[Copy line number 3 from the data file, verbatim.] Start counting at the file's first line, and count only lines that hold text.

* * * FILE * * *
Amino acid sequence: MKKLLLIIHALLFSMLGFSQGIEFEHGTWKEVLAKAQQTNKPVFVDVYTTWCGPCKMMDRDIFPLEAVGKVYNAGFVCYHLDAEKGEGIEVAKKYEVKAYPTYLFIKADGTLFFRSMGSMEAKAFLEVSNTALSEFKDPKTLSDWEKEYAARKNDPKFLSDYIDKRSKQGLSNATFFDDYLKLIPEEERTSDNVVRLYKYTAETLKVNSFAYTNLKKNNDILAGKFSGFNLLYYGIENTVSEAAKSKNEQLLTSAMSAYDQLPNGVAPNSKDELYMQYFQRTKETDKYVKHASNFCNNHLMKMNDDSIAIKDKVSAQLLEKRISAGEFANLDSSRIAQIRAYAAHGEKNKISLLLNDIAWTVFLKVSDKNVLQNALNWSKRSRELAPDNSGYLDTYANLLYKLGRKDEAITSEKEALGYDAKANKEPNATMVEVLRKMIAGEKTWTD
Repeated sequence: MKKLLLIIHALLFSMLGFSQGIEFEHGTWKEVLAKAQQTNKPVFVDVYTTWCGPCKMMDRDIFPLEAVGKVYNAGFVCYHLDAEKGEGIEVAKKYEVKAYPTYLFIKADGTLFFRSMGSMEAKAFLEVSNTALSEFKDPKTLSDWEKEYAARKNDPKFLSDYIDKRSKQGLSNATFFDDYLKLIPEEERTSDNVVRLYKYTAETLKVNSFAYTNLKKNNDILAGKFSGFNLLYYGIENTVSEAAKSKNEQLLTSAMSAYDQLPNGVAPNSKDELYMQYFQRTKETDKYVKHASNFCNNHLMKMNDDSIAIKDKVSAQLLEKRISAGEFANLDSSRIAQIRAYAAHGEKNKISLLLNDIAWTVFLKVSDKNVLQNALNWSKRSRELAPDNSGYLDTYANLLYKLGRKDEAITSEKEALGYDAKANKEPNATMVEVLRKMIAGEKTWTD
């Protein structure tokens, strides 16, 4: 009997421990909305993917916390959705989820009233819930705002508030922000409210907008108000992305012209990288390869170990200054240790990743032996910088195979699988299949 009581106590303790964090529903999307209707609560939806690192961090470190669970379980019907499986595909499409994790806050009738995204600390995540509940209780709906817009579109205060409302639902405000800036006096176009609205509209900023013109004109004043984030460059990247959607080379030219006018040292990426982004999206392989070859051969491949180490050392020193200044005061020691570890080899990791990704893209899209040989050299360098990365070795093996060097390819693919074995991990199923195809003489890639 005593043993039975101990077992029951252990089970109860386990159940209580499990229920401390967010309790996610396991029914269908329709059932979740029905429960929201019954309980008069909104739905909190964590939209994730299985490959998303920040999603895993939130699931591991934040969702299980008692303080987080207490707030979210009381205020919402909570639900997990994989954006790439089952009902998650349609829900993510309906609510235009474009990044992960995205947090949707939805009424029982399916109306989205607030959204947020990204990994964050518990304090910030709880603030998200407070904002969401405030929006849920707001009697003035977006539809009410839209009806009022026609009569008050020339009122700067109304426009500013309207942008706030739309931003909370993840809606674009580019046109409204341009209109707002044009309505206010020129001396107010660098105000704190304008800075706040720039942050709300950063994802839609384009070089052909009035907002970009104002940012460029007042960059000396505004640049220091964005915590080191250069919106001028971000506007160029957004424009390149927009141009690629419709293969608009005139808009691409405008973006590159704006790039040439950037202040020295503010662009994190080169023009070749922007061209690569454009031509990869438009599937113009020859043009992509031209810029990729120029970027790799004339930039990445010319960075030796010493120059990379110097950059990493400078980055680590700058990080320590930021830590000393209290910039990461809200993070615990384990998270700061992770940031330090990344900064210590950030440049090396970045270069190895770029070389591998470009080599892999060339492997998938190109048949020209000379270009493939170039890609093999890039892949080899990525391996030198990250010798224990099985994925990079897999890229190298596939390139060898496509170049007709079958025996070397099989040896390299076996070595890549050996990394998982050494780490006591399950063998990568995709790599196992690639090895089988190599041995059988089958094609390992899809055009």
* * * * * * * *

């Protein structure tokens, strides 16, 4: 009997421990909305993917916390959705989820009233819930705002508030922000409210907008108000992305012209990288390869170990200054240790990743032996910088195979699988299949 009581106590303790964090529903999307209707609560939806690192961090470190669970379980019907499986595909499409994790806050009738995204600390995540509940209780709906817009579109205060409302639902405000800036006096176009609205509209900023013109004109004043984030460059990247959607080379030219006018040292990426982004999206392989070859051969491949180490050392020193200044005061020691570890080899990791990704893209899209040989050299360098990365070795093996060097390819693919074995991990199923195809003489890639 005593043993039975101990077992029951252990089970109860386990159940209580499990229920401390967010309790996610396991029914269908329709059932979740029905429960929201019954309980008069909104739905909190964590939209994730299985490959998303920040999603895993939130699931591991934040969702299980008692303080987080207490707030979210009381205020919402909570639900997990994989954006790439089952009902998650349609829900993510309906609510235009474009990044992960995205947090949707939805009424029982399916109306989205607030959204947020990204990994964050518990304090910030709880603030998200407070904002969401405030929006849920707001009697003035977006539809009410839209009806009022026609009569008050020339009122700067109304426009500013309207942008706030739309931003909370993840809606674009580019046109409204341009209109707002044009309505206010020129001396107010660098105000704190304008800075706040720039942050709300950063994802839609384009070089052909009035907002970009104002940012460029007042960059000396505004640049220091964005915590080191250069919106001028971000506007160029957004424009390149927009141009690629419709293969608009005139808009691409405008973006590159704006790039040439950037202040020295503010662009994190080169023009070749922007061209690569454009031509990869438009599937113009020859043009992509031209810029990729120029970027790799004339930039990445010319960075030796010493120059990379110097950059990493400078980055680590700058990080320590930021830590000393209290910039990461809200993070615990384990998270700061992770940031330090990344900064210590950030440049090396970045270069190895770029070389591998470009080599892999060339492997998938190109048949020209000379270009493939170039890609093999890039892949080899990525391996030198990250010798224990099985994925990079897999890229190298596939390139060898496509170049007709079958025996070397099989040896390299076996070595890549050996990394998982050494780490006591399950063998990568995709790599196992690639090895089988190599041995059988089958094609390992899809055009």